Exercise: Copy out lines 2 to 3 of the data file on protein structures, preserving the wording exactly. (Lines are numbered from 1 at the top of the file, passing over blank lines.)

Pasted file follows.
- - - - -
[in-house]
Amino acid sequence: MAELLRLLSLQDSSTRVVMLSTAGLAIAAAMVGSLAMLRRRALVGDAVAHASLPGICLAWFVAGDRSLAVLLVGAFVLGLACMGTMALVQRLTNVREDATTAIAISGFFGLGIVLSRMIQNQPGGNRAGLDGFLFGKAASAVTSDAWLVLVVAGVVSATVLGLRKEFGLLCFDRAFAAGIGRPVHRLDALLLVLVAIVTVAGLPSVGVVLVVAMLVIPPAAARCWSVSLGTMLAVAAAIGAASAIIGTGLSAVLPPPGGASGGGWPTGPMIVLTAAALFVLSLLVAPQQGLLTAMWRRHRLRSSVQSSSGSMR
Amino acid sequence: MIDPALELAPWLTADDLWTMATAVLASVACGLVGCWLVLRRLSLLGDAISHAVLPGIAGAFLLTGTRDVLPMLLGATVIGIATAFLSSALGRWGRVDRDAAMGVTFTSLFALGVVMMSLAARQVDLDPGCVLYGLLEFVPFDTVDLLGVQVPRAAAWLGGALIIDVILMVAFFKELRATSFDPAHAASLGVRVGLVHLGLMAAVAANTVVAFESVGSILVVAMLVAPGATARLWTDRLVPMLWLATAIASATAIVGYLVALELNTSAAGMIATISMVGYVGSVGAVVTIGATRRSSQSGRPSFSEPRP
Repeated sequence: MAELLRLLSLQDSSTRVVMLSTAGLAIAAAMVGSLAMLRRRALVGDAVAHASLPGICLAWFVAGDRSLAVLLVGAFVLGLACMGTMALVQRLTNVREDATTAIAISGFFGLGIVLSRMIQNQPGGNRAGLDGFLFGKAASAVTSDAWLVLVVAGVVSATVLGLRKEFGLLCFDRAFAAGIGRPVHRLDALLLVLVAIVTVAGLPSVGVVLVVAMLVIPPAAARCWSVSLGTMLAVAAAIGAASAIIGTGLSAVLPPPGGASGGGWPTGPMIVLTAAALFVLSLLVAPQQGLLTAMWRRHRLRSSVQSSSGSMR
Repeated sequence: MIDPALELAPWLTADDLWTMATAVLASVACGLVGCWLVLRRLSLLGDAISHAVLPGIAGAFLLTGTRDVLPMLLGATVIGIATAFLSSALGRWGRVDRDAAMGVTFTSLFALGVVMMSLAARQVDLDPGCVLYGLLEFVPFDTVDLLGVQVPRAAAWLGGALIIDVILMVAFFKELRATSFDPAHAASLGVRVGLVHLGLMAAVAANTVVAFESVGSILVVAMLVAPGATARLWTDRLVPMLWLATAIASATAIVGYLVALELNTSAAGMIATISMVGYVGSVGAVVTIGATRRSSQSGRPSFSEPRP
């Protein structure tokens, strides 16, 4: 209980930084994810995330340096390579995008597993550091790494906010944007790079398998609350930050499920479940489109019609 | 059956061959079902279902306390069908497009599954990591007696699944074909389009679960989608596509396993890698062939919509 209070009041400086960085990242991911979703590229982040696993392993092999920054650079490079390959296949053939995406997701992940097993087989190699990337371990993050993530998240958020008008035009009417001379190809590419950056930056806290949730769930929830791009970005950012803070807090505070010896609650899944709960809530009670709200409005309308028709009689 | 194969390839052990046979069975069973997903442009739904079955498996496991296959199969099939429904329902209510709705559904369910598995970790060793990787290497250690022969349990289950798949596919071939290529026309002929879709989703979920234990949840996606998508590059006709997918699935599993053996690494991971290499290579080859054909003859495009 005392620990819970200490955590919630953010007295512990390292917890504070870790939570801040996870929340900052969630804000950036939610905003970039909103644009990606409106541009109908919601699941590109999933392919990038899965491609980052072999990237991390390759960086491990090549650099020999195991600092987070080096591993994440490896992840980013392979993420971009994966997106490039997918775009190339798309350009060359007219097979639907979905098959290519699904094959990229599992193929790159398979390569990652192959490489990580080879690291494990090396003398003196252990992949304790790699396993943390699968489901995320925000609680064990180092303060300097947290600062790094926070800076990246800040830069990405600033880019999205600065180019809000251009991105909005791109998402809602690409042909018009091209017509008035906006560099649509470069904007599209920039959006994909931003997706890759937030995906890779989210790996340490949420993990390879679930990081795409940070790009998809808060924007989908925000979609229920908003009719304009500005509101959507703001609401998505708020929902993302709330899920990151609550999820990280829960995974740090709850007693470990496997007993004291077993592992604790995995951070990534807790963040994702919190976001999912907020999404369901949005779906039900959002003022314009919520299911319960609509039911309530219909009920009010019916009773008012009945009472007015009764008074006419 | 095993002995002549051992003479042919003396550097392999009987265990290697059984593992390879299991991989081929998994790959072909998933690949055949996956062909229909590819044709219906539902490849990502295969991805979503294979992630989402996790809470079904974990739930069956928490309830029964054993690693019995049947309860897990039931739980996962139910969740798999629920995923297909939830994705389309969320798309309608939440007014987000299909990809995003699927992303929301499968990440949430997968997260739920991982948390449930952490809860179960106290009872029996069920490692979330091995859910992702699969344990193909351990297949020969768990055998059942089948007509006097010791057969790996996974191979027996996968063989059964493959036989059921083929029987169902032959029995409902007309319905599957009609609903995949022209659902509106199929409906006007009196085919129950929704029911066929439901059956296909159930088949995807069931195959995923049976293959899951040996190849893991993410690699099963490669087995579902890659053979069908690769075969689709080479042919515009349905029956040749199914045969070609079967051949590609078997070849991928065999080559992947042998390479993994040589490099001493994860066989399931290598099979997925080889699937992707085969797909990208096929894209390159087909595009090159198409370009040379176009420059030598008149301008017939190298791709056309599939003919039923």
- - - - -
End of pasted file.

Amino acid sequence: MAELLRLLSLQDSSTRVVMLSTAGLAIAAAMVGSLAMLRRRALVGDAVAHASLPGICLAWFVAGDRSLAVLLVGAFVLGLACMGTMALVQRLTNVREDATTAIAISGFFGLGIVLSRMIQNQPGGNRAGLDGFLFGKAASAVTSDAWLVLVVAGVVSATVLGLRKEFGLLCFDRAFAAGIGRPVHRLDALLLVLVAIVTVAGLPSVGVVLVVAMLVIPPAAARCWSVSLGTMLAVAAAIGAASAIIGTGLSAVLPPPGGASGGGWPTGPMIVLTAAALFVLSLLVAPQQGLLTAMWRRHRLRSSVQSSSGSMR
Amino acid sequence: MIDPALELAPWLTADDLWTMATAVLASVACGLVGCWLVLRRLSLLGDAISHAVLPGIAGAFLLTGTRDVLPMLLGATVIGIATAFLSSALGRWGRVDRDAAMGVTFTSLFALGVVMMSLAARQVDLDPGCVLYGLLEFVPFDTVDLLGVQVPRAAAWLGGALIIDVILMVAFFKELRATSFDPAHAASLGVRVGLVHLGLMAAVAANTVVAFESVGSILVVAMLVAPGATARLWTDRLVPMLWLATAIASATAIVGYLVALELNTSAAGMIATISMVGYVGSVGAVVTIGATRRSSQSGRPSFSEPRP